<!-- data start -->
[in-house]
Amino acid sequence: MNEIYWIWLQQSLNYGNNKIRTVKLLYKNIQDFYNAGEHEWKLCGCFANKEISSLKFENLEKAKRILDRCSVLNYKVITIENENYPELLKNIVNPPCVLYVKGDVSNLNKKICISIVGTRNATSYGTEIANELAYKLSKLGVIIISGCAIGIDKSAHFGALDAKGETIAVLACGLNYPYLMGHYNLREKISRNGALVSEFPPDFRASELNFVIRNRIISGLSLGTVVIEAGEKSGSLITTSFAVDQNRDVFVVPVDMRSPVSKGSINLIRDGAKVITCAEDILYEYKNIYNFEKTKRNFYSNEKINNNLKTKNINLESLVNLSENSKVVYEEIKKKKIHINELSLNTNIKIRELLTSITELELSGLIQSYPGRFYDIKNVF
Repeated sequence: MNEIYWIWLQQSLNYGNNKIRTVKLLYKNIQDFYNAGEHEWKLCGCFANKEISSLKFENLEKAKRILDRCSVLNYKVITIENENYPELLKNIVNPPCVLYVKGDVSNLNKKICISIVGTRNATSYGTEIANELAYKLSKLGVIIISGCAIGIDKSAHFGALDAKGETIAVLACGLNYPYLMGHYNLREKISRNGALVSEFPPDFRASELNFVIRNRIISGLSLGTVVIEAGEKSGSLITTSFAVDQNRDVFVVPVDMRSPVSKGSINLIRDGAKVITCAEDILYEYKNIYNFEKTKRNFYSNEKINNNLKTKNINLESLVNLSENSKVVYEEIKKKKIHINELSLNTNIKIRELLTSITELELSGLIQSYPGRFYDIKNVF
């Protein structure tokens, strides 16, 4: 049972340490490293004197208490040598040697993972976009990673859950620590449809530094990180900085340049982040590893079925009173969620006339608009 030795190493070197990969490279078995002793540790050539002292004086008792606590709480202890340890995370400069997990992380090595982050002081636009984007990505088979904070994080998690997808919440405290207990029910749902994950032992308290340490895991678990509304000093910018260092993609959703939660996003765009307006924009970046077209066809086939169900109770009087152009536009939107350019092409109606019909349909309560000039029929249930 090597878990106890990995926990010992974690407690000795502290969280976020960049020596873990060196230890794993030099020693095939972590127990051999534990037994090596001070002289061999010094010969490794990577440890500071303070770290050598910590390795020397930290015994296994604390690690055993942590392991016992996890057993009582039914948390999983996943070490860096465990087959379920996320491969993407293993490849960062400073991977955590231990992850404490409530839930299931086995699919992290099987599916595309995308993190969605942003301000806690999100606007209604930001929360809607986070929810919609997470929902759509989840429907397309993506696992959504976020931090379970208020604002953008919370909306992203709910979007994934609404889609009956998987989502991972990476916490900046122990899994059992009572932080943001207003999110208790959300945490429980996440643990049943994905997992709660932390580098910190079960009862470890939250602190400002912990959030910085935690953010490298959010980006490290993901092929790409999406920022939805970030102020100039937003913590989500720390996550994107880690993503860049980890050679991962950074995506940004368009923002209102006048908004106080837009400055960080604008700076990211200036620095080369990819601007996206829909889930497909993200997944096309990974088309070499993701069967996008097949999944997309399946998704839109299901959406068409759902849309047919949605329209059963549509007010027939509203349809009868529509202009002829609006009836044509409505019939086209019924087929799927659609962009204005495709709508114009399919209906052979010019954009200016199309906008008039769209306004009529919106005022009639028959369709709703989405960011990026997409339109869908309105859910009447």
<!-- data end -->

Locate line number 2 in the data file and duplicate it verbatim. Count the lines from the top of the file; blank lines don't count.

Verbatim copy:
Amino acid sequence: MNEIYWIWLQQSLNYGNNKIRTVKLLYKNIQDFYNAGEHEWKLCGCFANKEISSLKFENLEKAKRILDRCSVLNYKVITIENENYPELLKNIVNPPCVLYVKGDVSNLNKKICISIVGTRNATSYGTEIANELAYKLSKLGVIIISGCAIGIDKSAHFGALDAKGETIAVLACGLNYPYLMGHYNLREKISRNGALVSEFPPDFRASELNFVIRNRIISGLSLGTVVIEAGEKSGSLITTSFAVDQNRDVFVVPVDMRSPVSKGSINLIRDGAKVITCAEDILYEYKNIYNFEKTKRNFYSNEKINNNLKTKNINLESLVNLSENSKVVYEEIKKKKIHINELSLNTNIKIRELLTSITELELSGLIQSYPGRFYDIKNVF